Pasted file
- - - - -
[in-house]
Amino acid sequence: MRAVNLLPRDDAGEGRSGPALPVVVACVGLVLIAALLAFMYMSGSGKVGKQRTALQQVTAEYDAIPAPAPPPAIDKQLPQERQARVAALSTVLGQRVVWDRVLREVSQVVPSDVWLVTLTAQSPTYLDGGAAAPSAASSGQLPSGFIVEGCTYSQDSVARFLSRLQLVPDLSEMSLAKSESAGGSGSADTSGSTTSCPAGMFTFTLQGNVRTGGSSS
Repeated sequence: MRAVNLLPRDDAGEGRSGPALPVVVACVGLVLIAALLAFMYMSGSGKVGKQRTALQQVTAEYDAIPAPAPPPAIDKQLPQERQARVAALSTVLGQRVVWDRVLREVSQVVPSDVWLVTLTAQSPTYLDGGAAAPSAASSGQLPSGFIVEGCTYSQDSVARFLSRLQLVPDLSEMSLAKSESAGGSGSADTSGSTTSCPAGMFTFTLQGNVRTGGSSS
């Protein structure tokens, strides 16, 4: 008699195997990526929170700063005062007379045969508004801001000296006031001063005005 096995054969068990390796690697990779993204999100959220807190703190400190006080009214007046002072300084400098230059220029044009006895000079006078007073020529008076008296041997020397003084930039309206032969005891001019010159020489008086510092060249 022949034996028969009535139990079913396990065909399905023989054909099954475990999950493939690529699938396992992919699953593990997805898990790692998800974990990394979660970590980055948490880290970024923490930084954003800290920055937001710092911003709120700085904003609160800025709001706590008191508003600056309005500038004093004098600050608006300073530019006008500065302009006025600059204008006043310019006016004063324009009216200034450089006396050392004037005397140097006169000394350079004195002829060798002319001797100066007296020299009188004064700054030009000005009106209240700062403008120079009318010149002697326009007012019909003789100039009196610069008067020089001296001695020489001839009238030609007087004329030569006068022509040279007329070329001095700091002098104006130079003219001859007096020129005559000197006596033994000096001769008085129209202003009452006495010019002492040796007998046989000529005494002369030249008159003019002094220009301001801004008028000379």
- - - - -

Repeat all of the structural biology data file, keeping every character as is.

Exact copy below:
[in-house]
Amino acid sequence: MRAVNLLPRDDAGEGRSGPALPVVVACVGLVLIAALLAFMYMSGSGKVGKQRTALQQVTAEYDAIPAPAPPPAIDKQLPQERQARVAALSTVLGQRVVWDRVLREVSQVVPSDVWLVTLTAQSPTYLDGGAAAPSAASSGQLPSGFIVEGCTYSQDSVARFLSRLQLVPDLSEMSLAKSESAGGSGSADTSGSTTSCPAGMFTFTLQGNVRTGGSSS
Repeated sequence: MRAVNLLPRDDAGEGRSGPALPVVVACVGLVLIAALLAFMYMSGSGKVGKQRTALQQVTAEYDAIPAPAPPPAIDKQLPQERQARVAALSTVLGQRVVWDRVLREVSQVVPSDVWLVTLTAQSPTYLDGGAAAPSAASSGQLPSGFIVEGCTYSQDSVARFLSRLQLVPDLSEMSLAKSESAGGSGSADTSGSTTSCPAGMFTFTLQGNVRTGGSSS
């Protein structure tokens, strides 16, 4: 008699195997990526929170700063005062007379045969508004801001000296006031001063005005 096995054969068990390796690697990779993204999100959220807190703190400190006080009214007046002072300084400098230059220029044009006895000079006078007073020529008076008296041997020397003084930039309206032969005891001019010159020489008086510092060249 022949034996028969009535139990079913396990065909399905023989054909099954475990999950493939690529699938396992992919699953593990997805898990790692998800974990990394979660970590980055948490880290970024923490930084954003800290920055937001710092911003709120700085904003609160800025709001706590008191508003600056309005500038004093004098600050608006300073530019006008500065302009006025600059204008006043310019006016004063324009009216200034450089006396050392004037005397140097006169000394350079004195002829060798002319001797100066007296020299009188004064700054030009000005009106209240700062403008120079009318010149002697326009007012019909003789100039009196610069008067020089001296001695020489001839009238030609007087004329030569006068022509040279007329070329001095700091002098104006130079003219001859007096020129005559000197006596033994000096001769008085129209202003009452006495010019002492040796007998046989000529005494002369030249008159003019002094220009301001801004008028000379």